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Pore types in the Barnett and Woodford gas shales; contribution to understanding gas storage and migration pathways in fine-grained rocks

Roger M. Slatt and Neal R. O'Brien
Pore types in the Barnett and Woodford gas shales; contribution to understanding gas storage and migration pathways in fine-grained rocks
AAPG Bulletin (December 2011) 95 (12): 2017-2030

Abstract

The identification of "organoporosity" (microscale and nanoscale pores within organic matter in shales), its importance to storage and perhaps transfer of gas molecules through shales, and methods for gathering three-dimensional images of the pores, such as by argon-ion milling and/or field emission scanning electron microscopy, have all been well documented and discussed for unconventional gas shales. However, other types of pores exist within shales that can be important to storage and migration of gas (and oil), and other technologies are available for their identification and imaging. The different pore types found in the Barnett and Woodford shales are described and classified in this article. Scanning electron microscopy revealed the presence of porous floccules in both the Barnett and Woodford shales, which appear similar to laboratory-produced floccules and to those in other ancient shales. Published experimental and observational studies indicate that floccules are hydraulically equivalent to coarser grains and are transported by traction processes. Current-induced microsedimentary structures and textures within the Barnett and Woodford shales, as well as the preserved floccules, suggest such processes were active during transport and deposition. Pore spaces between the floccules are open and can provide storage space as well as permeability pathways for gas molecules through the shales. Pores are also found within organic matter that occurs both as discrete particles and as adsorbed coatings around clay grains in the shale. They are referred to here as "organopores." Porous fecal pellets are also common in the Barnett Shale. Preserved fossil fragments such as organic-walled spores and inorganic sponge spicules have hollow central chambers, which may remain partially or completely open even after burial. Intraparticle pores occur between grains of various minerals (e.g., pyrite framboids). Microchannels within shale matrix, which may be the bounding surfaces of scours or microsedimentary structures, may also provide permeability pathways for hydrocarbon migration. Mircrofractures are also common, and their initiation might be related to mineral crystal structure. When present in sufficient quantity, these pore types offer potential gas (and oil) molecule storage spaces and permeability pathways through the shales.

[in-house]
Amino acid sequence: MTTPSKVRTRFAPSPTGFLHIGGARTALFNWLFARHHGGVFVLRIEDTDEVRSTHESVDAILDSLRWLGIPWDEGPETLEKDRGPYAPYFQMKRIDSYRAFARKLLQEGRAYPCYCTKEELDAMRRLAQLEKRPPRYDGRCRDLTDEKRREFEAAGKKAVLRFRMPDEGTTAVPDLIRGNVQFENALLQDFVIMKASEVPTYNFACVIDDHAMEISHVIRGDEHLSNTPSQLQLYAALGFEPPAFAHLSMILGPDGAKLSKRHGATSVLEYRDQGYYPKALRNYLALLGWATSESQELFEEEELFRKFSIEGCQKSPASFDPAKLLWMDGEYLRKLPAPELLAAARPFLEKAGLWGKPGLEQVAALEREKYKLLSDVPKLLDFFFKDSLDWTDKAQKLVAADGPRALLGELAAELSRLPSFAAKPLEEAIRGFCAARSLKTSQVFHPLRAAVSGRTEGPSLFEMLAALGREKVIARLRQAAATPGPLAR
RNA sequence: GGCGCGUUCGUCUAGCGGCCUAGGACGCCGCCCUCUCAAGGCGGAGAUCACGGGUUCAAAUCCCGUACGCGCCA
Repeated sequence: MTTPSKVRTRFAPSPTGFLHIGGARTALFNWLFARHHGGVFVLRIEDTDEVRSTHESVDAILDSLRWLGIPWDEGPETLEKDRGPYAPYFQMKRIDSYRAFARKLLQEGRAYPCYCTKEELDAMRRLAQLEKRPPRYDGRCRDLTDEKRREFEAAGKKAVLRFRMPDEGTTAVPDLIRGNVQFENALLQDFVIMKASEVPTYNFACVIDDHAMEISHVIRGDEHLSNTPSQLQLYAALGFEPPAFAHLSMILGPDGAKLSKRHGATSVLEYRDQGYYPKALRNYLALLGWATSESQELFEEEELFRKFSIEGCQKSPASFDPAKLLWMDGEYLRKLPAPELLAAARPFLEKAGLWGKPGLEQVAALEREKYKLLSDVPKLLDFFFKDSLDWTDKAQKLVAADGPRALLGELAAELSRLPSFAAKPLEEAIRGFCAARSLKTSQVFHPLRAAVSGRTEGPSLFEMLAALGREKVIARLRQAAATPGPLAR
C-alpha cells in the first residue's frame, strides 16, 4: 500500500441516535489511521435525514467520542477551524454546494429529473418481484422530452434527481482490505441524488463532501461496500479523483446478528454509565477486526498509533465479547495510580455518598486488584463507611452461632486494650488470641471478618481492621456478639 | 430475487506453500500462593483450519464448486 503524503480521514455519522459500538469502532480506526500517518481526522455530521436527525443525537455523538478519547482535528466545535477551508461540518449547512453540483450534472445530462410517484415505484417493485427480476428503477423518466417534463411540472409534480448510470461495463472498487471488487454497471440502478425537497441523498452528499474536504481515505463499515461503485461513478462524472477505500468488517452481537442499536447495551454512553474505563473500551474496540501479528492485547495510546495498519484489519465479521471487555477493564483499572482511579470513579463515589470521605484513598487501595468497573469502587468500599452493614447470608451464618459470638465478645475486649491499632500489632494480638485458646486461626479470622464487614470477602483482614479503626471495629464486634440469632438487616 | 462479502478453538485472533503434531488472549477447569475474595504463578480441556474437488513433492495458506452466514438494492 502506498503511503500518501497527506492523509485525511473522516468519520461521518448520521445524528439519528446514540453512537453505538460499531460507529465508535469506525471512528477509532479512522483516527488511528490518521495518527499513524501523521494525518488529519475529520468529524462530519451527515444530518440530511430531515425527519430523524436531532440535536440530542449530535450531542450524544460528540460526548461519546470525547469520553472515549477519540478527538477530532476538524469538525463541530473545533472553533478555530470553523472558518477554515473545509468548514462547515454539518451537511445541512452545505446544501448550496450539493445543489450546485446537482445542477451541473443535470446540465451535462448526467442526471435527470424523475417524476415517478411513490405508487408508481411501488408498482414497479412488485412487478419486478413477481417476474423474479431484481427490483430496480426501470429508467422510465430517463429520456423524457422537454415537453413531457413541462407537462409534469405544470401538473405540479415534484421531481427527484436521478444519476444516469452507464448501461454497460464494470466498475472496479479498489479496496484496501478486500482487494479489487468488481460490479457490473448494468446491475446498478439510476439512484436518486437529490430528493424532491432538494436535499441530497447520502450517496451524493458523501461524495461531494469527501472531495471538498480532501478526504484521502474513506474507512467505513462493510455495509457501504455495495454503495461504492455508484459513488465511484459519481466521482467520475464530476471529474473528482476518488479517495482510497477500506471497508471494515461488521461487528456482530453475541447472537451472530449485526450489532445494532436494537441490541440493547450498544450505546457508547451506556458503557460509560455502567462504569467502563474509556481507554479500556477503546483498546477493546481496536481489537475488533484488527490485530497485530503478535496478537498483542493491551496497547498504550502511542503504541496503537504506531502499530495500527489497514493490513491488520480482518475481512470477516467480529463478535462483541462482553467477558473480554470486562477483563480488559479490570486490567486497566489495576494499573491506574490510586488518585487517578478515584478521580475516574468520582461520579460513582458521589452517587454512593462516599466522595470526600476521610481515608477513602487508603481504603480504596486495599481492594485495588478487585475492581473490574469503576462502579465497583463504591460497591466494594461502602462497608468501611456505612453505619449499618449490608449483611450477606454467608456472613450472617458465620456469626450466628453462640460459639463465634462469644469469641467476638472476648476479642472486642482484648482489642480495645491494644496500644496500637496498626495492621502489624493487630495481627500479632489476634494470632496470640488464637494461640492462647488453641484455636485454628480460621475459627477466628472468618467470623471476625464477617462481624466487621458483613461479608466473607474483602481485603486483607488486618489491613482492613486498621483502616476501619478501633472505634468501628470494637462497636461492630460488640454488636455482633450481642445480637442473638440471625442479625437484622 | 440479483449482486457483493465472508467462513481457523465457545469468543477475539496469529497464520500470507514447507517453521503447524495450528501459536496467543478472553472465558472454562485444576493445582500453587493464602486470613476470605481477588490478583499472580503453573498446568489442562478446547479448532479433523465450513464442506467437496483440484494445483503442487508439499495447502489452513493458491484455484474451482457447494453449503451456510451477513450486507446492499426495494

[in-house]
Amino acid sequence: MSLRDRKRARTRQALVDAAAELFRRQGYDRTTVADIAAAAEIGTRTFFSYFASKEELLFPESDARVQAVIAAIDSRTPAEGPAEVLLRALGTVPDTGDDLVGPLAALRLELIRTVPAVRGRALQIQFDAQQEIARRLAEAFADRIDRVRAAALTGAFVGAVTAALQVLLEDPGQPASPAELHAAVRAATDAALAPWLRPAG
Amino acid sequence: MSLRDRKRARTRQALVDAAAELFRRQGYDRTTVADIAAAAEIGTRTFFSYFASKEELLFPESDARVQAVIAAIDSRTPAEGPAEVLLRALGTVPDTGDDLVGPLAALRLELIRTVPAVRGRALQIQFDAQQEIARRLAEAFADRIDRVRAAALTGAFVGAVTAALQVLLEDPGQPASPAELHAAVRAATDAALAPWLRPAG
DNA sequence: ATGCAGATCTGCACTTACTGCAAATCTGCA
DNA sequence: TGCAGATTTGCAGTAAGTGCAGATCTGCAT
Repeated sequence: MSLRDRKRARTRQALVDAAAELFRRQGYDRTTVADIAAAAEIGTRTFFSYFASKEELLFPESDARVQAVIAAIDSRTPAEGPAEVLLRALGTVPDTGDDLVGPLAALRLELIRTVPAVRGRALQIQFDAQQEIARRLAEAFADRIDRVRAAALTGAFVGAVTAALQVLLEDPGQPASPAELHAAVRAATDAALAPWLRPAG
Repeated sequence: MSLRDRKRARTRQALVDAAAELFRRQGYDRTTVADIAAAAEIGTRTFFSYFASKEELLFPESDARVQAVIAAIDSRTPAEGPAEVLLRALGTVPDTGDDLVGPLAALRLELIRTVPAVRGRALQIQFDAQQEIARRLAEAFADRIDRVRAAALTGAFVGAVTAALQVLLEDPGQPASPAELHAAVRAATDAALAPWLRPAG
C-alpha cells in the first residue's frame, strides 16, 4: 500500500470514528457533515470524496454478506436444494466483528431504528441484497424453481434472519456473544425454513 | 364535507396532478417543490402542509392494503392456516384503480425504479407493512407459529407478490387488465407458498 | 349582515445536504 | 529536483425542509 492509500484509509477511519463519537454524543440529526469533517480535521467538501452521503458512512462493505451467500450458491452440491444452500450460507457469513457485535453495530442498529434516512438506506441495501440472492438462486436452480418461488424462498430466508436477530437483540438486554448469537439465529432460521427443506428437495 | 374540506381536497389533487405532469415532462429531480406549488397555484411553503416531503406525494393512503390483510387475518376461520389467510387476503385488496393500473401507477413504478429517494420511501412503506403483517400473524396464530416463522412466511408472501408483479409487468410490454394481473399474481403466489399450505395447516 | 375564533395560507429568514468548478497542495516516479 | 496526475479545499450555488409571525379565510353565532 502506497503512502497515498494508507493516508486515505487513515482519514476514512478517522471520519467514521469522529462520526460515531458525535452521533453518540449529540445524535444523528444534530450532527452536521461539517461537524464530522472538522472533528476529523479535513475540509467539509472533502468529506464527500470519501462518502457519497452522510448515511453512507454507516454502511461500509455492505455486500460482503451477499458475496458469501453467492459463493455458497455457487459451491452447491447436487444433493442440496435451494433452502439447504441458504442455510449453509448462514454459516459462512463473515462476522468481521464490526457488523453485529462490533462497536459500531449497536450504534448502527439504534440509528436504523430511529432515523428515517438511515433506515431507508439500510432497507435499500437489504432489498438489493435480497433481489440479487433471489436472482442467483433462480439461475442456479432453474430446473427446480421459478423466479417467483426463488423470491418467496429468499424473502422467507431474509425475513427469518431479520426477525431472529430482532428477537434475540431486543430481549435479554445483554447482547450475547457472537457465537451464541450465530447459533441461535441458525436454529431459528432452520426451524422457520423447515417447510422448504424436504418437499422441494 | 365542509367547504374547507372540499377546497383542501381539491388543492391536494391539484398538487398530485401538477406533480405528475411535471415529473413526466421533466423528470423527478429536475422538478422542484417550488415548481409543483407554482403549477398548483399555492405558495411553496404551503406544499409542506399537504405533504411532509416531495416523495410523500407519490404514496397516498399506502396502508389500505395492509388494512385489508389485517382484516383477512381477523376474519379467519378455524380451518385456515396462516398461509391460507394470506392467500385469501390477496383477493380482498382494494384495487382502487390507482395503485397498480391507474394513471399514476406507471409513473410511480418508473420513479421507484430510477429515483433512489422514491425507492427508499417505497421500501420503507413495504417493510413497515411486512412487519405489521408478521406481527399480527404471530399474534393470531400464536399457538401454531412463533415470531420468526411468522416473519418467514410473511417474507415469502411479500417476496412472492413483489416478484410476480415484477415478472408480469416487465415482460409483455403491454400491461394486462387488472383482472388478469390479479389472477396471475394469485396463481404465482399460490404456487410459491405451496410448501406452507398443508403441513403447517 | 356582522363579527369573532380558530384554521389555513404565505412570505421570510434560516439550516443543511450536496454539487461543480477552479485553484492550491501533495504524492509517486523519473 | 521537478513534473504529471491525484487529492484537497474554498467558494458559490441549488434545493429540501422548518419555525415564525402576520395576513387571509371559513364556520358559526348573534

ISSN: 0149-1423
EISSN: 1558-9153
Coden: AABUD2
Serial Title: AAPG Bulletin
Serial Volume: 95
Serial Issue: 12
Title: Pore types in the Barnett and Woodford gas shales; contribution to understanding gas storage and migration pathways in fine-grained rocks
Affiliation: University of Oklahoma, Institute of Reservoir Characteriztion and School of Geology and Geophysics, Norman, OK, United States
Pages: 2017-2030
Published: 201112
Text Language: English
Publisher: American Association of Petroleum Geologists, Tulsa, OK, United States
References: 32
Accession Number: 2011-097660
Categories: Economic geology, geology of energy sources
Document Type: Serial
Bibliographic Level: Analytic
Illustration Description: illus.
N33°34'60" - N37°00'00", W103°00'00" - W94°25'00"
N25°45'00" - N36°30'00", W106°30'00" - W93°30'00"
Secondary Affiliation: State University of New York at Potsdam, USA, United States
Country of Publication: United States
Secondary Affiliation: GeoRef, Copyright 2017, American Geosciences Institute. Reference includes data from GeoScienceWorld, Alexandria, VA, United States
Update Code: 201150
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